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New York's Anthology Film Archives Presenting "Taiwan B-Movies" Series in December

  • Date:2020-12-02~2020-12-15
New York's Anthology Film Archives Presenting 'Taiwan B-Movies' Series in December

New York's Anthology Film Archive will present "Taiwan B-Movies" series, including five crime blockbuster films from the late seventies and the 2005 documentary "Taiwan Black Movies," from December 2nd to 15th. This film genre was based on true events reported in the news, with stories relating to mafia violence and female revenge. Statistics show that between 1973 and 1983, 117 B-movies were produced. Contrasting greatly in style with the New Taiwanese Cinema films that began in the 1980s, B-movies, which gripped the audience's attention due to their vulgarity, were regarded as the downfall of the Taiwanese film industry. The Taipei Cultural Center in New York and Anthology Film Archives are jointly presenting the "Taiwan B-Movies" series, so that the audience may rediscover this chapter of Taiwanese film history barely known abroad.

The five Taiwanese B-movies include "Never Too Late To Repent"(錯誤的第一步, 1979), "Woman Revenger"(女性的復仇, 1982), "On the Society File of Shanghai"(上海社會檔案, 1981), "The Lady Revenger" (瘋狂女煞星, 1981) and "The Challenge of the Lady Ninja"(女忍者, 1983). Among them, "Never Too Late To Repent" and "Woman Revenger" were directed by Tsai Yang-ming (蔡揚名). Actresses Lu Hsiao-fen (陸小芬), Loretta Yang (楊惠姍), and Luk Yee Fung (陸儀鳳), renowned for their performances at that time can also be viewed on screen. Additionally, in order for the audience to gain a better understanding of the era's social context, Anthology Film Archives invited Taiwan Black Movies director Hou Chi-jan (侯季然), producer Kelly Yang (楊元鈴), film critic Cho Ting-wu (卓庭伍), as well as contemporary artist Su Hui-yu (蘇匯宇) to talk to the audience in pre-recorded introductions. Su excels in using recorded material to explore body politics. His latest work, "The Women's Revenge (2020)," which reimagines female revenge films genre, was launched at this year's Golden Horse Film Festival.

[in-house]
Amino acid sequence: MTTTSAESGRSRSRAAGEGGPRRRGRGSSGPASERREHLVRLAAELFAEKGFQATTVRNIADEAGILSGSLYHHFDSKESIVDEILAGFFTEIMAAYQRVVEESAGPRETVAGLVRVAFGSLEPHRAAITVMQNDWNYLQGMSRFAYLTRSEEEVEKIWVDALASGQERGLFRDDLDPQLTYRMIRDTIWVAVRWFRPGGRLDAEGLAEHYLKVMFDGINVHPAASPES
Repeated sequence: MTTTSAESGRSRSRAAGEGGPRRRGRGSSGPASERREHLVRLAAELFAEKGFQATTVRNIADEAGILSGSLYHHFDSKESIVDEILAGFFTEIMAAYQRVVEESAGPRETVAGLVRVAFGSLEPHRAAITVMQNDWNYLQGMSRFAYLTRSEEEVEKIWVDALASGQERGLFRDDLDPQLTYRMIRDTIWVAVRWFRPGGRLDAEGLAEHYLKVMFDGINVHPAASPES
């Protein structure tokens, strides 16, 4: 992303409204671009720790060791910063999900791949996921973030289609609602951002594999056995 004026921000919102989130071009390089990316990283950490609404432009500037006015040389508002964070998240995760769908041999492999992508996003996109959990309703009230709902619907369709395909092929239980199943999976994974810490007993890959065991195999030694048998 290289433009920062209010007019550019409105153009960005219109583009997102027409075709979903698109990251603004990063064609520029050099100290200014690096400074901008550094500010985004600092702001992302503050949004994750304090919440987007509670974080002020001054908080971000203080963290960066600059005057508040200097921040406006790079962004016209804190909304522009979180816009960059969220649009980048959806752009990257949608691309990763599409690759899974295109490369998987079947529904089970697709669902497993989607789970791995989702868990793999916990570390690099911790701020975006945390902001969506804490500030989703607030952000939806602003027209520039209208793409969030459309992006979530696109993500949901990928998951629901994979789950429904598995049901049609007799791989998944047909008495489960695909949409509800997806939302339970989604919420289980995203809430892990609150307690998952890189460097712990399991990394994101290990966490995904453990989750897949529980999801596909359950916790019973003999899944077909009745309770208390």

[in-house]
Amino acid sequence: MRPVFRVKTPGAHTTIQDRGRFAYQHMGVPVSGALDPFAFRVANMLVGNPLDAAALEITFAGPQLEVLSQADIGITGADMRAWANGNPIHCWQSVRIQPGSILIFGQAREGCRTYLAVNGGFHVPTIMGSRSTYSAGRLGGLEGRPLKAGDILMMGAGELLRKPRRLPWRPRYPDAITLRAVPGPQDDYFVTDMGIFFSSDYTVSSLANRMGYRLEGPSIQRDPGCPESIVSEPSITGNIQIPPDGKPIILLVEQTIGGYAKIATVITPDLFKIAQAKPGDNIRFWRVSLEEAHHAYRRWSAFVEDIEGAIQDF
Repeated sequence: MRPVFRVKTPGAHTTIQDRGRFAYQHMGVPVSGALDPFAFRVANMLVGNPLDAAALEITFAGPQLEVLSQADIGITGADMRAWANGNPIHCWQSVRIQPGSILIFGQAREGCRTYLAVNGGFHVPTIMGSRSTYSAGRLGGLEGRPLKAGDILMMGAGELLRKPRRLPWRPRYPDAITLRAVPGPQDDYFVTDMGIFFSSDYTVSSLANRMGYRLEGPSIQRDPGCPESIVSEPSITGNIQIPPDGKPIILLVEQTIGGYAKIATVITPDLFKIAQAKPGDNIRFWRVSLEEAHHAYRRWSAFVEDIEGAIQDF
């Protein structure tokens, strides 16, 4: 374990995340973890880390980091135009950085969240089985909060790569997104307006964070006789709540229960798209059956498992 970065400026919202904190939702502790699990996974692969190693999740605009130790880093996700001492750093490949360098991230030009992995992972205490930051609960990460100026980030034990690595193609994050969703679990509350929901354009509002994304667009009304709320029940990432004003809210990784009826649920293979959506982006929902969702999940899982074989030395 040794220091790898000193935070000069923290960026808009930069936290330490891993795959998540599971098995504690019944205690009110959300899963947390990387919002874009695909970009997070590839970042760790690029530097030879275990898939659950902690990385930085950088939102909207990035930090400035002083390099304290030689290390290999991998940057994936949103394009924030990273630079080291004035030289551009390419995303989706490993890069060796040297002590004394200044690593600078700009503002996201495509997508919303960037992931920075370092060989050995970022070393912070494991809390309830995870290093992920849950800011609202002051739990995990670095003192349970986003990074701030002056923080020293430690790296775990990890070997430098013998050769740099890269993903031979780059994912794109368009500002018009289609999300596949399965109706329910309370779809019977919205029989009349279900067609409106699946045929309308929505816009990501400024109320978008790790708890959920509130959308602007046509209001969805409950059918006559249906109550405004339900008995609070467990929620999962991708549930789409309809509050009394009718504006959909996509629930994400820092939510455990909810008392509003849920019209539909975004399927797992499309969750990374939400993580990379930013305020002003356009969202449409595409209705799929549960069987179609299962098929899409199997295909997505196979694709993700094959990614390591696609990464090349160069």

Hou Chi-jan's (侯季然) 2005 documentary "Taiwan Black Movies" successfully unveils this neglected part of Taiwanese film history. Since B-movies mainly depicted the darker side of society and the mafia and sensationalized the circumstances under which violence was perpetuated, they have become known as "black movies." Producer Kelly Yang points out that "the dark imagination in regards to crime in films like this seems to have opened a way for stimulation and releasing tension in a social environment where collective fear was the norm. The visual impact of rape, nudity and brutality was a direct echo of Taiwanese society's underlying fear of being dominated by the powerful."

According to the Taipei Cultural Center in New York, Taiwan was under martial law during that time, and B-films used their realistic depiction of society to justify their production under a system of rigorous film censorship and created box office successes. They were produced in large quantity but disappeared abruptly, resulting in a distinctive film style. Later New Taiwanese Cinema films which have enjoyed worldwide recognition also seem to carry forward this spirit of storytelling. Hopefully the American audience may come to appreciate the diversity of Taiwanese films.